Olinia ventosa is a magnificent, evergreen, large to medium sized shade tree with a shapely, spreading crown. When the masses of nectar filled, fragrant flowers appear in spring, the tree looks spectacular while attracting bees and insects as well as a host of birds of all descriptions. Although the stunning bright red fruits may not appear every year they create a lovely, eye catching show when they do, attracting fruit eating birds such as mouse birds and louries. The beautiful glossy green leaves as well as the twigs and bark of the Hard pear all give off a strong, distinctive almond aroma when crushed. These are generally classed as large trees but they will be somewhat smaller when growing on exposed or rocky hillsides.
Botanical Name
Olinia ventosa
Common Name
Hard pear
RSA National Tree No’
Olinia ventosa is not only one of our loveliest indigenous trees but it is also extremely hardy, being able to withstand frost, drought and strong winds as well as poor or stony soil. The magnificent hard pear is an excellent choice for a striking shade tree in the large to medium sized garden where the masses of fragrant flowers and bright red fruits create a wonderful focal point in the landscape. In coastal areas where strong winds can be a problem, Olinia ventosa creates a strong, dense wind break as well as providing a cool, shady haven on hot summer days. Although the Hard pear does not have an invasive root system, these are large trees, so it is advisable to plant them a little distance away from paving and buildings to avoid any damage to these areas as the trees mature.
Height8 – 20m
4 – 8m
Growth Habit
Olinia ventosa occurs naturally in low altitude forests, along forest margins and occasionally in coastal scrub as well as on rocky hillsides.
The bark on young Hard pear trees is smooth and grey becoming rough and rust coloured as the tree matures.
The hairless, leaves are borne in opposite pairs and are ovate to elliptic, 25-80 x 10-50mm. The upper surface is deep, glossy green with paler, dull green below.
From August to October the charming, sweetly scented, pale pink to white flowers are borne in dense, 60mm long axillary clusters.
The bright red, 10mm diameter, thinly fleshy, globose fruits have a distinctive circular scar at the tip.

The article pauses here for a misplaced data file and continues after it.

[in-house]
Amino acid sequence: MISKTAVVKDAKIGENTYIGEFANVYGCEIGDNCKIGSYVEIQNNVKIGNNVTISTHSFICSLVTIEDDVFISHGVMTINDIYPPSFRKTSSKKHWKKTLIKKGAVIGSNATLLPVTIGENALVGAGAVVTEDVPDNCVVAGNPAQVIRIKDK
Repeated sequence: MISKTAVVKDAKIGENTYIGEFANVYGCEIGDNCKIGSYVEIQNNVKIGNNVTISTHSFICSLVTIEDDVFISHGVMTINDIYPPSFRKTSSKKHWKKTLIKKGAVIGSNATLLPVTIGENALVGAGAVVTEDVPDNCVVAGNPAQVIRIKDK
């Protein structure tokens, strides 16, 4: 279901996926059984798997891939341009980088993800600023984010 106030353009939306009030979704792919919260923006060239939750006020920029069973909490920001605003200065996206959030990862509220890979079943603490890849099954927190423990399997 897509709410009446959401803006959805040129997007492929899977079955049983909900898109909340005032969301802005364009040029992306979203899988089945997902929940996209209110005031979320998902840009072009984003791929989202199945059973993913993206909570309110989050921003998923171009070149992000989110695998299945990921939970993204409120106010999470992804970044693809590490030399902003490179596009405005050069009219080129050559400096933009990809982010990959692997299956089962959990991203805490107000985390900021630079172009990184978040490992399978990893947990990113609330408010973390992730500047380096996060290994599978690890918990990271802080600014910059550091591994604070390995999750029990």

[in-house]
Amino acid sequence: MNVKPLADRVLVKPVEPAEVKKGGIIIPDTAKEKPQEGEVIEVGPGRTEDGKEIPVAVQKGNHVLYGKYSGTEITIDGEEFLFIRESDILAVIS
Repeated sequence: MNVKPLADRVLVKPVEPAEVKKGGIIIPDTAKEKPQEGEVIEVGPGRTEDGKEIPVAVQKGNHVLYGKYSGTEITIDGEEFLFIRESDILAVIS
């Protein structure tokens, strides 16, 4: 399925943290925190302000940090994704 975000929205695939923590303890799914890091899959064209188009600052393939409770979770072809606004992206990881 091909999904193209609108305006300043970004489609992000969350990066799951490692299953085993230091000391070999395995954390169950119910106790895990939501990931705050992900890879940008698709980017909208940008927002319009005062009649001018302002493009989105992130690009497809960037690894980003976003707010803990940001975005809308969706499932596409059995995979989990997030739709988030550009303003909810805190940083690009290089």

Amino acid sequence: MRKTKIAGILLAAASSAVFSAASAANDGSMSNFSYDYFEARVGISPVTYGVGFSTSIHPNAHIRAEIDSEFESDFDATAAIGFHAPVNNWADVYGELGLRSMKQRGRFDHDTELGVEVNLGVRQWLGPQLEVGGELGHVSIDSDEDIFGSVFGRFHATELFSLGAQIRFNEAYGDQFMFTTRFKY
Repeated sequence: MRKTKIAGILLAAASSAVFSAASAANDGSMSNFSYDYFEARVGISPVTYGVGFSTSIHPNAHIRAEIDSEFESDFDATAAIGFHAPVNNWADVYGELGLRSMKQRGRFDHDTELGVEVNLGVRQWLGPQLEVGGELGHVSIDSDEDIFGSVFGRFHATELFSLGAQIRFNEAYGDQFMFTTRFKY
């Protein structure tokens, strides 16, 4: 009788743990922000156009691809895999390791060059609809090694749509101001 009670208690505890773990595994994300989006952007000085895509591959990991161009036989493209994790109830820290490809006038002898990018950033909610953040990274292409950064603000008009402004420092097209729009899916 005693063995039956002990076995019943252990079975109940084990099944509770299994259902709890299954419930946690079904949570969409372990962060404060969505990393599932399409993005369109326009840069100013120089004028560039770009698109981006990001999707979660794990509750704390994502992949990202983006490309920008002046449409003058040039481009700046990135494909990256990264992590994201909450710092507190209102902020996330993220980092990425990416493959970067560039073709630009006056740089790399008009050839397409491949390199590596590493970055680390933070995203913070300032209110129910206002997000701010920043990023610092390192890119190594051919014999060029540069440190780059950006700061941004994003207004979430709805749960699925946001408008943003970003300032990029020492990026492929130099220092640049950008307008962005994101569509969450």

There are several small dark seeds in the woody centre of the fruit.  
Growing regions
Olinia ventosa is found in the low lying and coastal forests from the Cape Peninsula, along the southern and eastern Cape coast and up as far as the Transkei in southern Kwa Zulu Natal.
Growing conditions
The beautiful Hard pear will grow in any soil type, even stony ground, and will do well in sunny as well as shady areas.
Best season
These are amongst the hardiest of indigenous trees being able to withstand strong winds and frost, as well as dry conditions.
Due to the hard coating of the seeds they can be difficult to germinate, sometimes taking as long as nine months. It is advisable to treat the seeds with a fungicide as the constant moisture that needs to be provided during this period can cause the seeds to rot. Once germination has taken place however the seedlings grow quickly.
Growth rate
Olinia ventosa is known as one of our fastest growing indigenous trees and can be expected to grow up to 1m or more annually.
The Hard pear produces strong, hard and heavy wood that has long been used to make durable fence posts, telephone and electricity poles as well as being used to build wagons. The timber is also extensively used for the manufacture of fine furniture and musical instruments as the interesting yellow and brown colour closely resembles walnut when finished and polished.
Olina ventosa flowersOlina ventosa fruitOlina ventosa bark
                O. ventosa Flowers              O. ventosa Fruit                 O. ventosa Bark